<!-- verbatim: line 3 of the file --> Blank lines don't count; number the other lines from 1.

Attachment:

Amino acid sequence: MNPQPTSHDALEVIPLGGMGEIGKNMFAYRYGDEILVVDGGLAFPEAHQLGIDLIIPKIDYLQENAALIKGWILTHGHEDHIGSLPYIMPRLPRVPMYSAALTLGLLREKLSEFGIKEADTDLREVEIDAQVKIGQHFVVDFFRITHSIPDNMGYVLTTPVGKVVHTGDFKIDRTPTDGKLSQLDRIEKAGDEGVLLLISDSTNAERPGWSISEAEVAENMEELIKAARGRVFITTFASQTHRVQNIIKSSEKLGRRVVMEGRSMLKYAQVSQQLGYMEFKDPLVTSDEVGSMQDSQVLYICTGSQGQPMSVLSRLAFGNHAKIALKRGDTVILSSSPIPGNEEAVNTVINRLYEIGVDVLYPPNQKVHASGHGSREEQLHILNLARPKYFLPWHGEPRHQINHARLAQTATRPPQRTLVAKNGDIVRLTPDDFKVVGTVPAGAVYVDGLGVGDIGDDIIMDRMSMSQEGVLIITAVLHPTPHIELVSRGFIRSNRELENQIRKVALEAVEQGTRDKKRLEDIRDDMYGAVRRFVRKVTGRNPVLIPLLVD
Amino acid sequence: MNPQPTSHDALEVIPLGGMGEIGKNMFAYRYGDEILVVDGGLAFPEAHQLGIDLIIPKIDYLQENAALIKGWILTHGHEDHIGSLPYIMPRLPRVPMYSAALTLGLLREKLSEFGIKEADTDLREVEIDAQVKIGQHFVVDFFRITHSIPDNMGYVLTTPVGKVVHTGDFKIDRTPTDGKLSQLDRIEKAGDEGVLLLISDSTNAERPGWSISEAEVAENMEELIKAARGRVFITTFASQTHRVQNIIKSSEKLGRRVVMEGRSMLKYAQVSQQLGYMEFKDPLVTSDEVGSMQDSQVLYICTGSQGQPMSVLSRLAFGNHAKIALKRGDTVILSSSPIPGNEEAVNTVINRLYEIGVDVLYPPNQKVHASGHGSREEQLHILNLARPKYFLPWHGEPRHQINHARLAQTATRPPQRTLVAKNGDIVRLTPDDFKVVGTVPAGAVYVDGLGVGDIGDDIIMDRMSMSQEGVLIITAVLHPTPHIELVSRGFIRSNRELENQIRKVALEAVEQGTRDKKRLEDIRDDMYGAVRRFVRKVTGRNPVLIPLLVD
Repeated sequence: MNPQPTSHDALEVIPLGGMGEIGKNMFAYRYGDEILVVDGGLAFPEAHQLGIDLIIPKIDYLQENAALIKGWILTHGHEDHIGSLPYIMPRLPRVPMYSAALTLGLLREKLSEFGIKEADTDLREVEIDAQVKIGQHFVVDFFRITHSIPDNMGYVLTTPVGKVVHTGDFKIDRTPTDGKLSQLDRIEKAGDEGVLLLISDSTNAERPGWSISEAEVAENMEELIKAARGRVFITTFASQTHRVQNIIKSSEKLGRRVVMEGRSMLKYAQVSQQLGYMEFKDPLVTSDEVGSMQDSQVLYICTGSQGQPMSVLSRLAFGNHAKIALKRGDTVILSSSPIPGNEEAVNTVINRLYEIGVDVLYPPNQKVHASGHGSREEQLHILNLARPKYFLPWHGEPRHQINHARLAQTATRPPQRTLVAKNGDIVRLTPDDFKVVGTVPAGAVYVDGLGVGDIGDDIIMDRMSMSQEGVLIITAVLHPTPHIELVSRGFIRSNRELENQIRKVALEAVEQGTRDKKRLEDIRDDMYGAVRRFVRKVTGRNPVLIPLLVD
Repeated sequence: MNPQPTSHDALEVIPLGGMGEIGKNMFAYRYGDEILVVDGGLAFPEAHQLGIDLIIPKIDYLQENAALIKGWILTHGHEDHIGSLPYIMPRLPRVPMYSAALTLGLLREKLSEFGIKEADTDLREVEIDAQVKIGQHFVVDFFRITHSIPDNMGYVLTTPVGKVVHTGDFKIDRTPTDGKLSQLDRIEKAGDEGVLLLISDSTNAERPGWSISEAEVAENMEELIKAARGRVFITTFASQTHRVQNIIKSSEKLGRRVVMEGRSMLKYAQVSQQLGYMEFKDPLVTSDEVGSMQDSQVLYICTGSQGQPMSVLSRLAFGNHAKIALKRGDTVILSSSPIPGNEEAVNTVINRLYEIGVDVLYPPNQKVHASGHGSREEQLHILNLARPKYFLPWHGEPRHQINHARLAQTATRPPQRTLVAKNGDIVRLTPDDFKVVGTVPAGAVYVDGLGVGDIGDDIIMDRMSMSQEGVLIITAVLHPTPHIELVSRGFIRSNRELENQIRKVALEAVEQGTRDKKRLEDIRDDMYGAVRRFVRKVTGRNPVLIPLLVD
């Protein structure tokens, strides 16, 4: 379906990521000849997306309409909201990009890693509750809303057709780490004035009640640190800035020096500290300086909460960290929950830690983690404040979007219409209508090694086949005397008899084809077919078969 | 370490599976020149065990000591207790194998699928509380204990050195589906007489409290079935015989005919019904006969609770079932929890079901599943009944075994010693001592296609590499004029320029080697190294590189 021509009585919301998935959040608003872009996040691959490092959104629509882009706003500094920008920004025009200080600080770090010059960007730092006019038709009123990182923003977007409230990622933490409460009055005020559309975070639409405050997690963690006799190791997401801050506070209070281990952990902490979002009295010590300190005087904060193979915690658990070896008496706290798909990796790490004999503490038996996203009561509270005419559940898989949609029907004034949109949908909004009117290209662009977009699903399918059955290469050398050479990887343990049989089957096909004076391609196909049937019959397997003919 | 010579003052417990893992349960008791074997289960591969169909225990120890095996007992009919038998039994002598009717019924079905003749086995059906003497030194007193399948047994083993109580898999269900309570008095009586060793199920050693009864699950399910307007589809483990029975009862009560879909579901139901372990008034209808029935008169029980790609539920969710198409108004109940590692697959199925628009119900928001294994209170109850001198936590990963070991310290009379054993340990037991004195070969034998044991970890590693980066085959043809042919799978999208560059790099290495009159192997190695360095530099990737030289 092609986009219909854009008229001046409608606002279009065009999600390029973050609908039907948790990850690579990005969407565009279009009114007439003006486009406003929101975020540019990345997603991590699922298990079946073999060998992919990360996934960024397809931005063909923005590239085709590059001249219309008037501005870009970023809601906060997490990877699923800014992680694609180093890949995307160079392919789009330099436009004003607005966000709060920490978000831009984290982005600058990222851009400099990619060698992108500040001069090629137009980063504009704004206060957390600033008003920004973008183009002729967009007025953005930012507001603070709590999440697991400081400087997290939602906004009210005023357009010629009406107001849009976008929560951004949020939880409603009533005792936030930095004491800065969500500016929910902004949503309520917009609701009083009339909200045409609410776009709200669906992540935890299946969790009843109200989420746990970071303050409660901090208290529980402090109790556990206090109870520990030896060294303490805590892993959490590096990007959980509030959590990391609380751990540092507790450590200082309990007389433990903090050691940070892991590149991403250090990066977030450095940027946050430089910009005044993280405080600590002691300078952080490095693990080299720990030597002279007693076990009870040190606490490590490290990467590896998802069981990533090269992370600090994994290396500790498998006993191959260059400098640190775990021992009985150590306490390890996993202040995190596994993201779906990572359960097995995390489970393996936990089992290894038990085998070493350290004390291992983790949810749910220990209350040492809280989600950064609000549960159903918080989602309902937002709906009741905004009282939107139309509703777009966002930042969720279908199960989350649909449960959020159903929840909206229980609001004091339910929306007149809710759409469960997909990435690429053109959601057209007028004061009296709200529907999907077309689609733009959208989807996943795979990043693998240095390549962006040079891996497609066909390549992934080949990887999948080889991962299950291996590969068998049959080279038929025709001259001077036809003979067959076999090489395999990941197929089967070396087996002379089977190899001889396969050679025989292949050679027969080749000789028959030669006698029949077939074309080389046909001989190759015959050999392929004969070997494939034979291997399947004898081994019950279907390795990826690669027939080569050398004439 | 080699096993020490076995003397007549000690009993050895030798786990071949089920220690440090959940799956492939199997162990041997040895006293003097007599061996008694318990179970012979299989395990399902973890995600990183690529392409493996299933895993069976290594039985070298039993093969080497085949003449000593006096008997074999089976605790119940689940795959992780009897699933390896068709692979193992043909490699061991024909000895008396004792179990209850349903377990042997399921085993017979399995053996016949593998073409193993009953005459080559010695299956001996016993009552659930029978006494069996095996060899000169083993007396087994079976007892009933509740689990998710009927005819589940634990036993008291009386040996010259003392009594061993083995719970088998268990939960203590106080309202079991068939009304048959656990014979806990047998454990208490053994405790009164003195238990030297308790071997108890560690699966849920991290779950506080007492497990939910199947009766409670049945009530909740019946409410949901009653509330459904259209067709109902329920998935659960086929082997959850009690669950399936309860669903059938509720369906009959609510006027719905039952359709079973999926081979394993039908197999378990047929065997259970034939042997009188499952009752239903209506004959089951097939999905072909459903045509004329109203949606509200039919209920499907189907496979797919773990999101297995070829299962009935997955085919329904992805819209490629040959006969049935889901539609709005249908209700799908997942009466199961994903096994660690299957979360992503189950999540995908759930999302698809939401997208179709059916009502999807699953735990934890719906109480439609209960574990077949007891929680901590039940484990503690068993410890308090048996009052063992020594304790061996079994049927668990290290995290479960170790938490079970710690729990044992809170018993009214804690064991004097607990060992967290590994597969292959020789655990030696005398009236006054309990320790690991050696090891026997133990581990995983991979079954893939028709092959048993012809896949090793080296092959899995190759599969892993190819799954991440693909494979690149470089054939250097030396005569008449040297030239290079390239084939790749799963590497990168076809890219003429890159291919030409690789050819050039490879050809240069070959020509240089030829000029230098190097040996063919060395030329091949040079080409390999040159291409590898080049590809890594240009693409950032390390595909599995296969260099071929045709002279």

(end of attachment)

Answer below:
Repeated sequence: MNPQPTSHDALEVIPLGGMGEIGKNMFAYRYGDEILVVDGGLAFPEAHQLGIDLIIPKIDYLQENAALIKGWILTHGHEDHIGSLPYIMPRLPRVPMYSAALTLGLLREKLSEFGIKEADTDLREVEIDAQVKIGQHFVVDFFRITHSIPDNMGYVLTTPVGKVVHTGDFKIDRTPTDGKLSQLDRIEKAGDEGVLLLISDSTNAERPGWSISEAEVAENMEELIKAARGRVFITTFASQTHRVQNIIKSSEKLGRRVVMEGRSMLKYAQVSQQLGYMEFKDPLVTSDEVGSMQDSQVLYICTGSQGQPMSVLSRLAFGNHAKIALKRGDTVILSSSPIPGNEEAVNTVINRLYEIGVDVLYPPNQKVHASGHGSREEQLHILNLARPKYFLPWHGEPRHQINHARLAQTATRPPQRTLVAKNGDIVRLTPDDFKVVGTVPAGAVYVDGLGVGDIGDDIIMDRMSMSQEGVLIITAVLHPTPHIELVSRGFIRSNRELENQIRKVALEAVEQGTRDKKRLEDIRDDMYGAVRRFVRKVTGRNPVLIPLLVD